So just in conclusion, I take you back to the map of the world. We have 2 strong regions in the Americas and Asia Pacific. We have some valuable assets in Norway and the United Kingdom. We have a number of early-stage opportunities in places like Kurdistan, the gas and potential LNG developments in PNG and the large blocks of land of the newly acquired Kinabalu property in Sabah. We have some high-quality, nonoperated properties in Australia, Kitan, Tangguh, the LNG project and of course, in Algeria, where we're now partners with one of our critical and very strategic partners, Pertamina, the oil company from Indonesia. So that's my quick overview of what we're doing within Talisman today. Thanks for your attention. I'd be happy to attempt to answer any questions that you might have from the floor this morning. If you do have a question, maybe you could just approach one of the microphones and ask away. Any questions?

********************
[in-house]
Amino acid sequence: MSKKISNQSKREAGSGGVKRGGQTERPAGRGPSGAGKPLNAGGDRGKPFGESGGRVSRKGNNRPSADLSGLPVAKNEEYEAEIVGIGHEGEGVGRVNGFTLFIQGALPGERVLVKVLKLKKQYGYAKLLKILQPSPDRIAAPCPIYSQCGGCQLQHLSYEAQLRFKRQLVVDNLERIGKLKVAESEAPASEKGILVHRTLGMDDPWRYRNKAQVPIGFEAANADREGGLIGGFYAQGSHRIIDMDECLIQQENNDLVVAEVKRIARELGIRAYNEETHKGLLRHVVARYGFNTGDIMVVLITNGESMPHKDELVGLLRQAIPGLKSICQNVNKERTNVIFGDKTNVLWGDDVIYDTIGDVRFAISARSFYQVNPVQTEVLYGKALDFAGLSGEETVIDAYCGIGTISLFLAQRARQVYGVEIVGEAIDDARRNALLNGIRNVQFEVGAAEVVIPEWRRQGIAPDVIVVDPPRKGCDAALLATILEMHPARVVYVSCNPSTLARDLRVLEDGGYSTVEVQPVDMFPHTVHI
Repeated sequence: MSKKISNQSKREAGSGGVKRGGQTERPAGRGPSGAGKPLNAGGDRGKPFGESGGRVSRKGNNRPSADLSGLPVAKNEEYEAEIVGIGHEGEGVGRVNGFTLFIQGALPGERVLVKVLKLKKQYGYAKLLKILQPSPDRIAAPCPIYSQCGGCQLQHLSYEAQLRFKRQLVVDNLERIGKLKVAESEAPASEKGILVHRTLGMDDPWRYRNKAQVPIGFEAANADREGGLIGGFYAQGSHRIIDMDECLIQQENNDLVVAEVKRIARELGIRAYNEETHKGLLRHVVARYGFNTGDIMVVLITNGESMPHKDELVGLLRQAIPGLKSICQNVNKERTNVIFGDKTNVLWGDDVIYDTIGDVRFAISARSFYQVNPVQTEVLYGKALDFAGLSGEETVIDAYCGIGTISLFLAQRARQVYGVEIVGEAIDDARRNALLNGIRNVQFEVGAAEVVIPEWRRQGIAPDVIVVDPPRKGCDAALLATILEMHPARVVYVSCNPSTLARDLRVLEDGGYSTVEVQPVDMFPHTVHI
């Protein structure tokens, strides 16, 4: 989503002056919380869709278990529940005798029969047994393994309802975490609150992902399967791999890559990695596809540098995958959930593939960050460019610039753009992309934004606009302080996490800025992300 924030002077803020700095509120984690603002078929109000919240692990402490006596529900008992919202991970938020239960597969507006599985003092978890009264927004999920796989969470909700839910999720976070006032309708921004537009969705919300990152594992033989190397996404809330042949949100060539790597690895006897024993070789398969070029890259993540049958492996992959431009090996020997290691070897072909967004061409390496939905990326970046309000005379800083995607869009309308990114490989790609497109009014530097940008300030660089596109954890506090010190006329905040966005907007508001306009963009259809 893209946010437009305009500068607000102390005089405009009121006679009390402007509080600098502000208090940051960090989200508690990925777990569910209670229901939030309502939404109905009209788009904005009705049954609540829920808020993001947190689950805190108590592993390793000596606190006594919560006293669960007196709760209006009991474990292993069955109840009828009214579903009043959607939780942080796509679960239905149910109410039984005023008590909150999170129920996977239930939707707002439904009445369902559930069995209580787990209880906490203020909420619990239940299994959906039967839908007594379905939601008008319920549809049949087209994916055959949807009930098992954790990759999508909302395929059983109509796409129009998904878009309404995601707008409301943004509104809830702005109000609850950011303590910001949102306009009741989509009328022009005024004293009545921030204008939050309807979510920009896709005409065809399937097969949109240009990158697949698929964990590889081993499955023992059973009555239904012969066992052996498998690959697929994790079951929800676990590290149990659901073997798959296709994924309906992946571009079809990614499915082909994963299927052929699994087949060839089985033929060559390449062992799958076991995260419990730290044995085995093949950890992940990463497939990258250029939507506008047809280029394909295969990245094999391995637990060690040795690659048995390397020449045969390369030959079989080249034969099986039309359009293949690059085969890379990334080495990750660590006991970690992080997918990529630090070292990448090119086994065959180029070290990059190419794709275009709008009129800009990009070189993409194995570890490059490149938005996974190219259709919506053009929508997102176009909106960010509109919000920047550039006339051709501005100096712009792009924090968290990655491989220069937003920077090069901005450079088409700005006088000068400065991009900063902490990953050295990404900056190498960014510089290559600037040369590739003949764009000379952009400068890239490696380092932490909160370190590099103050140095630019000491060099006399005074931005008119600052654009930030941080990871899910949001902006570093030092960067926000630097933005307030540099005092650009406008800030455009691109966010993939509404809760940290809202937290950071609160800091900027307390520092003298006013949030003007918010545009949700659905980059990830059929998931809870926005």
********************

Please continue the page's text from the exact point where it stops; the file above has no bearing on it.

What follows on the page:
While hearing none, I'd like to thank you for attending today, and for suffering through my presentation. And I'm excited about the future opportunities that we have within Talisman. I think we've got a strong team that is committed to delivering value for shareholders from the kinds of things that I showed you. Thank you for coming.
Charles R. Williamson
Well, thank you, Hal, for a very good overview. And on behalf of the Board of Directors, I think we should all give Hal a round of applause for stepping into this leadership position. He's been very helpful. Every once in a while, he thinks about the ski slopes.
Okay, this does conclude the meeting. But before we conclude, I thought I would give you the results of the advisory vote on the company's approach to executive compensation. The percentage voted in favor of the motion was 75%, and I declare the motion carried. The detailed results of the vote will be provided in the report to be filed later.
And there being no further business, I can now declare the meeting adjourned. I understand we have some refreshments in the back or outside and we'd welcome all of you to join and mix and talk to some of the Members of the Board. Thank you, again, for coming.